We chose Switched-On-Schoolhouse (SOS), as we wanted a computer based program, and my daughter wanted  to work independently.  Plus it was all graded for me!  We used them for:

Physical Science - 9th grade
Biology - 10th grade 
Chemistry - 11th grade

Many families do two or three years of science.  Most college just require two, Biology and Chemistry with labs, unless your student is heading to a science oriented major in college.  Then they would likely look for another as well.  Amazon offers some used SOS curriculum here.

SOS also have tutoring available by the half hour. Working some of the science problems out with a teacher really helped, when complex concepts came up. We also used Home Science Tools for our high school lab kits.

Exploring our natural world was still important to us during the high school years, too.  We spent time at the beach, in our favorite parks, taking nature photography pictures, too.  This helped to motivate my daughter, when it came to her science studies.

Other Science Options we considered:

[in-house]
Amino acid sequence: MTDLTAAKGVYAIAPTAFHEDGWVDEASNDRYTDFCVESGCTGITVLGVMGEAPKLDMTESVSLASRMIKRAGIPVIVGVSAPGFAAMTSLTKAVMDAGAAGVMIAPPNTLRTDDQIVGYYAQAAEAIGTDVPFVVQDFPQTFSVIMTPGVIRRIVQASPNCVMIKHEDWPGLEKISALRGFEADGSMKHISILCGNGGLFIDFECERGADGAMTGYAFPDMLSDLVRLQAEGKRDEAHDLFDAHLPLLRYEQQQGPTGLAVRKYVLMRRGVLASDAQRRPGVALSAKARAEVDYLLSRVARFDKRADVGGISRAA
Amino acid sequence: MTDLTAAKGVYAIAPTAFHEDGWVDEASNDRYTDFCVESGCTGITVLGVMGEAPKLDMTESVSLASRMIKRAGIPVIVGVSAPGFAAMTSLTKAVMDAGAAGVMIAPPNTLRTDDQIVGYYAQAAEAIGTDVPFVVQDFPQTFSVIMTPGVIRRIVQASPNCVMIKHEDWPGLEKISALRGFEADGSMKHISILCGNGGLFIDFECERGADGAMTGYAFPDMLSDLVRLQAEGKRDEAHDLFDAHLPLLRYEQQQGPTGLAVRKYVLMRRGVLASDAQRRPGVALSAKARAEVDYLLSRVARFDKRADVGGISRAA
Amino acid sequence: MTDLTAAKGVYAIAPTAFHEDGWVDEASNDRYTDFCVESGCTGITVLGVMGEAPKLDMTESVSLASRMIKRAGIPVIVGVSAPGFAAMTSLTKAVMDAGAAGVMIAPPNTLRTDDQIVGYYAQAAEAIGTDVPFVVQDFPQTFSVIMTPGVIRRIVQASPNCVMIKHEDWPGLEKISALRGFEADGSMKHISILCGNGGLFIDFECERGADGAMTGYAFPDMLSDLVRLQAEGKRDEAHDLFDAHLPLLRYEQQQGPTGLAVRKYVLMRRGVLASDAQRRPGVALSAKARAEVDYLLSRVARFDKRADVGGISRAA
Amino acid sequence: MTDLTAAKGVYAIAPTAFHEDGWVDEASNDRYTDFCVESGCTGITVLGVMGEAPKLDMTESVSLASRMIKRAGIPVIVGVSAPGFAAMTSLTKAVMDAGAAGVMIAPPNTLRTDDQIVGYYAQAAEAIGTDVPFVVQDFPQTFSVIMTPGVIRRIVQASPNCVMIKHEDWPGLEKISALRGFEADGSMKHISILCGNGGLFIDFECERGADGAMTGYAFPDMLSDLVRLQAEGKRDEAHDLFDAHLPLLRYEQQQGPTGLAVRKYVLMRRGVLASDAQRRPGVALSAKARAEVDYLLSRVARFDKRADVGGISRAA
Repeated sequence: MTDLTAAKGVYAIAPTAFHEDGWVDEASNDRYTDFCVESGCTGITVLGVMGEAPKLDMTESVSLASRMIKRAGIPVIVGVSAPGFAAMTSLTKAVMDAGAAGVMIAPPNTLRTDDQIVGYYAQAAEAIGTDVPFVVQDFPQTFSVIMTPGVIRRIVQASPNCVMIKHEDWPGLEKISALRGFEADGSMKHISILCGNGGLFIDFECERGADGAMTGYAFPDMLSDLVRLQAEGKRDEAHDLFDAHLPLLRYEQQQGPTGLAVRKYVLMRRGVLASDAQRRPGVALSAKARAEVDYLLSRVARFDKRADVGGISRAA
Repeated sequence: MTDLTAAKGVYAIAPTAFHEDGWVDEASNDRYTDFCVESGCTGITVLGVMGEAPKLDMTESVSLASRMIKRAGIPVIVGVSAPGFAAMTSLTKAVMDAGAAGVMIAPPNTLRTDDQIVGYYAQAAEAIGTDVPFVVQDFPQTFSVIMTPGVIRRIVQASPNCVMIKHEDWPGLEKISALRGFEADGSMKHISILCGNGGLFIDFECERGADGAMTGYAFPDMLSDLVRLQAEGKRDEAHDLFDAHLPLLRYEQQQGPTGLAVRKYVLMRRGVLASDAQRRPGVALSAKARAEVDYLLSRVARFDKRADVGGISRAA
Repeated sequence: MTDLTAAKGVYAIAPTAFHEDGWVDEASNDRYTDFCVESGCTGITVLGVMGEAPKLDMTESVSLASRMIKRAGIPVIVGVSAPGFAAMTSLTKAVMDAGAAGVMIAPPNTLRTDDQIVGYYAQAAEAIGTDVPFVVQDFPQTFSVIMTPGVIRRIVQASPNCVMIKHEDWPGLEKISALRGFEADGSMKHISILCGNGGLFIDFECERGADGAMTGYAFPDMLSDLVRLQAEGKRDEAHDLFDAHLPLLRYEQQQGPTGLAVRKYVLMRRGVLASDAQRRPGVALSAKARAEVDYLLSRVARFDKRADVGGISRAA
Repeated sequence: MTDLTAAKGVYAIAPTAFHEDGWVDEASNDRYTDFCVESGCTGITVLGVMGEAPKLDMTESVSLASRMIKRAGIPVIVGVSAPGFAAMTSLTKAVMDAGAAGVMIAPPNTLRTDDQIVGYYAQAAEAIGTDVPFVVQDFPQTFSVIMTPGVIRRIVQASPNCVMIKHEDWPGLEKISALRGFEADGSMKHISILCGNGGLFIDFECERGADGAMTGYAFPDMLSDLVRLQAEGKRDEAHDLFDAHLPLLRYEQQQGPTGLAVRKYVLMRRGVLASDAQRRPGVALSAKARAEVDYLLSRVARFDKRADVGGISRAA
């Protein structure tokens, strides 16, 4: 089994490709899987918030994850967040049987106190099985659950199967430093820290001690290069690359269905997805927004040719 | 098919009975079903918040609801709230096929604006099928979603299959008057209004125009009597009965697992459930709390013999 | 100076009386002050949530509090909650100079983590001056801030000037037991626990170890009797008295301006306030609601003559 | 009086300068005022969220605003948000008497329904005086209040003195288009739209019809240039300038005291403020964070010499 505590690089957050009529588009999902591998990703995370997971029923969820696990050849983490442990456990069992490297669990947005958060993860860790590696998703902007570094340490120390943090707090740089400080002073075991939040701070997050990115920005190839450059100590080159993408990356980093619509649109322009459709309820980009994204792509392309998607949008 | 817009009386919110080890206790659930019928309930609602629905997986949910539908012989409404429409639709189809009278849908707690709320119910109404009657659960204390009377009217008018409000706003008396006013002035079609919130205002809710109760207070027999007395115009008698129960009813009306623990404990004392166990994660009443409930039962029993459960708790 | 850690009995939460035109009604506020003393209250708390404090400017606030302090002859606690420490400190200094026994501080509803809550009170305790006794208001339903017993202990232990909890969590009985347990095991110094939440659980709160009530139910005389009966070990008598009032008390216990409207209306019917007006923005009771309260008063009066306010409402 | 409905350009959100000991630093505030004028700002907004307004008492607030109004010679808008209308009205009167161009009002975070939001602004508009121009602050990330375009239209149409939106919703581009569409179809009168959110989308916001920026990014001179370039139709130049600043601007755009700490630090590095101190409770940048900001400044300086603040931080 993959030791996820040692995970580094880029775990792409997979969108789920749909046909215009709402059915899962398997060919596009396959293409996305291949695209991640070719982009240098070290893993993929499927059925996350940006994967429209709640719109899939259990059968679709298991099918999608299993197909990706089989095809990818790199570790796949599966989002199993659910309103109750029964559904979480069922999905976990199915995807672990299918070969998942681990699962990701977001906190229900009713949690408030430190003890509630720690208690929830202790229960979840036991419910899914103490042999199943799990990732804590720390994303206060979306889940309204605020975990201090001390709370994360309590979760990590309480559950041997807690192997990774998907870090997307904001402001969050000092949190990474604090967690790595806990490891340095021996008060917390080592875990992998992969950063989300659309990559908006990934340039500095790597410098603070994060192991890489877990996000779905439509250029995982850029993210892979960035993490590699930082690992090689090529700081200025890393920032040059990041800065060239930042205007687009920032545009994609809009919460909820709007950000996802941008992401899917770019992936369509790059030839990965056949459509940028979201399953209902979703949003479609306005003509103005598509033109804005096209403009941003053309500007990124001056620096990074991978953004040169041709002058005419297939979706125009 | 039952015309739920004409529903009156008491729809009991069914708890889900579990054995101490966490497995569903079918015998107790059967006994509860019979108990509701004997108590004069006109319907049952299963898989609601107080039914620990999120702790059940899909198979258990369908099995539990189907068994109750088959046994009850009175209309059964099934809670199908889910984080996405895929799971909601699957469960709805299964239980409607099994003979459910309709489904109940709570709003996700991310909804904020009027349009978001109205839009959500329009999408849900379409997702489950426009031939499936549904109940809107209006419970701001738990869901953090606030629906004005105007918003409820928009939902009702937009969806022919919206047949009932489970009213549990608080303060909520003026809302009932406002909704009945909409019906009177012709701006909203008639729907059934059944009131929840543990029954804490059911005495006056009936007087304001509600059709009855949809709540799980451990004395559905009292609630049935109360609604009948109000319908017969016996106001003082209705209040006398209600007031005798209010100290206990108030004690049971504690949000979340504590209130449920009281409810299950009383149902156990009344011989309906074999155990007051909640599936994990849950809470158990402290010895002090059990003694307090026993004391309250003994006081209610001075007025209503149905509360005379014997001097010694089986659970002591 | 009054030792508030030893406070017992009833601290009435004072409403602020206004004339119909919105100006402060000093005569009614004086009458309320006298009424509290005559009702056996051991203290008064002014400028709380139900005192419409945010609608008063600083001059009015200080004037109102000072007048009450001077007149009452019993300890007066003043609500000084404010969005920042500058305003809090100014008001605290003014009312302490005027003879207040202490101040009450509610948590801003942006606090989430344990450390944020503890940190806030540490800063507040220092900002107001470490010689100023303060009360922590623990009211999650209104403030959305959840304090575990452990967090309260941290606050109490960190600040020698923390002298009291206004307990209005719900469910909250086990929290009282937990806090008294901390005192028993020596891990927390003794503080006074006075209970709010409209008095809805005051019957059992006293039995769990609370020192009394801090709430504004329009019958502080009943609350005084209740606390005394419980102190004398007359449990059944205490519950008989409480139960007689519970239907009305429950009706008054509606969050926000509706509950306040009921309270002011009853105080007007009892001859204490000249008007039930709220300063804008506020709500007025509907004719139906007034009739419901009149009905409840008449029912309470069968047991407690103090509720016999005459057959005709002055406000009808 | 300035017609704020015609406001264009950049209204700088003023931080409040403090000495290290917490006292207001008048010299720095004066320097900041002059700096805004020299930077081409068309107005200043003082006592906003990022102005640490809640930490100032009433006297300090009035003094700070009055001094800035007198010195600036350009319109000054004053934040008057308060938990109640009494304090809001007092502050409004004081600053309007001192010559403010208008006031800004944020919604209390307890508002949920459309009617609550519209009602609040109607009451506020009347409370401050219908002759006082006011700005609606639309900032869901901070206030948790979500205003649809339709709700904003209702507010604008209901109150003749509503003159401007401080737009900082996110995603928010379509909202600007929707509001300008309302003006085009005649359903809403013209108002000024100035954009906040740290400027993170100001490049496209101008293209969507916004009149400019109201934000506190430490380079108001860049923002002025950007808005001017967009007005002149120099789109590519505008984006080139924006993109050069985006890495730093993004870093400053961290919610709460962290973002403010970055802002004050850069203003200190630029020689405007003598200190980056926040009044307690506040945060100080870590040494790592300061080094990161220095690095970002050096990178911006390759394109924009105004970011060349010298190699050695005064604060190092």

Oak MeadowApologia, A Beka, Lifepacs, Apologia Science 

 MATH

We found that SOS met our daughter's needs for math.  It had the structured and depth to help my daughter retain what she had learned.  We used it for:


Prealgebra - 8th grade
Algebra 1- 9th grade
Geometry - 10th grade
Algebra 2 - 11th grade

We looked at LifePacs, Switch-On-Schoolhouse, Math-You-See,  

A Beka, etc.  We also considered Teaching Textbooks, but found that, for us, it did not provide enough depth for good retention. It's all about what fits your student.  (Also here.)

Teens going into a computer, science, economics or math related field will need pre-cal in senior year, but I encourage you to check with the colleges, just in case there is another course required.

Others that we considered:

We check out The Curriculum Choice for a review of ALEKS, and No-Nonsense Algebra, Saxon, VideoText for Prealgebra, and moreall very strong. 

ENGLISH